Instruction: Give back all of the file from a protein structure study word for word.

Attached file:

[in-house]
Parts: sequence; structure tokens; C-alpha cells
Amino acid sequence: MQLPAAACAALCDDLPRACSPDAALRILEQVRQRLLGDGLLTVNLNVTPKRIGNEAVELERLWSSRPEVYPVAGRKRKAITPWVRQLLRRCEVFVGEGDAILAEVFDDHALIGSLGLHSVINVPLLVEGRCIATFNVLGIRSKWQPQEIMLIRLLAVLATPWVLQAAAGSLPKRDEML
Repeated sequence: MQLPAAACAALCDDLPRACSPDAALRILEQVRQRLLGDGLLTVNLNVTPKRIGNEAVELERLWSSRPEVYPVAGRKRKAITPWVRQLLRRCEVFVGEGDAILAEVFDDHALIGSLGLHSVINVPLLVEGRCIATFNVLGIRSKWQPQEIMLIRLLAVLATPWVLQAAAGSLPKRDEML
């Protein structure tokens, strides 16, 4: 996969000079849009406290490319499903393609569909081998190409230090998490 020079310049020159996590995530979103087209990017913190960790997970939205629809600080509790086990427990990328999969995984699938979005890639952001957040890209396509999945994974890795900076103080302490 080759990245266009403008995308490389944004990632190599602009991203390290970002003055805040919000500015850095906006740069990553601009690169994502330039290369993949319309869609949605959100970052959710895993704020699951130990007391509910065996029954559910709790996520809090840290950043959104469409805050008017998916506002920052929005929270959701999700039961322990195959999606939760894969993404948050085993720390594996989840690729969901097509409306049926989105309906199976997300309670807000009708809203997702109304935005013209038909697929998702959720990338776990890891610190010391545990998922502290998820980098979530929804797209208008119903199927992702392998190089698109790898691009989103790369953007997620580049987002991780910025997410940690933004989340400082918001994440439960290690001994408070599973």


[in-house]
Parts: sequence; structure tokens; C-alpha cells
Amino acid sequence: MQLPAAACAALCDDLPRACSPDAALRILEQVRQRLLGDGLLTVNLNVTPKRIGNEAVELERLWSSRPEVYPVAGRKRKAITPWVRQLLRRCEVFVGEGDAILAEVFDDHALIGSLGLHSVINVPLLVEGRCIATFNVLGIRSKWQPQEIMLIRLLAVLATPWVLQAAAGSLPKRDEML
Repeated sequence: MQLPAAACAALCDDLPRACSPDAALRILEQVRQRLLGDGLLTVNLNVTPKRIGNEAVELERLWSSRPEVYPVAGRKRKAITPWVRQLLRRCEVFVGEGDAILAEVFDDHALIGSLGLHSVINVPLLVEGRCIATFNVLGIRSKWQPQEIMLIRLLAVLATPWVLQAAAGSLPKRDEML
């Protein structure tokens, strides 16, 4: 996969000079849009406290490319499903393609569909081998190409230090998490 020079310049020159996590995530979103087209990017913190960790997970939205629809600080509790086990427990990328999969995984699938979005890639952001957040890209396509999945994974890795900076103080302490 080759990245266009403008995308490389944004990632190599602009991203390290970002003055805040919000500015850095906006740069990553601009690169994502330039290369993949319309869609949605959100970052959710895993704020699951130990007391509910065996029954559910709790996520809090840290950043959104469409805050008017998916506002920052929005929270959701999700039961322990195959999606939760894969993404948050085993720390594996989840690729969901097509409306049926989105309906199976997300309670807000009708809203997702109304935005013209038909697929998702959720990338776990890891610190010391545990998922502290998820980098979530929804797209208008119903199927992702392998190089698109790898691009989103790369953007997620580049987002991780910025997410940690933004989340400082918001994440439960290690001994408070599973």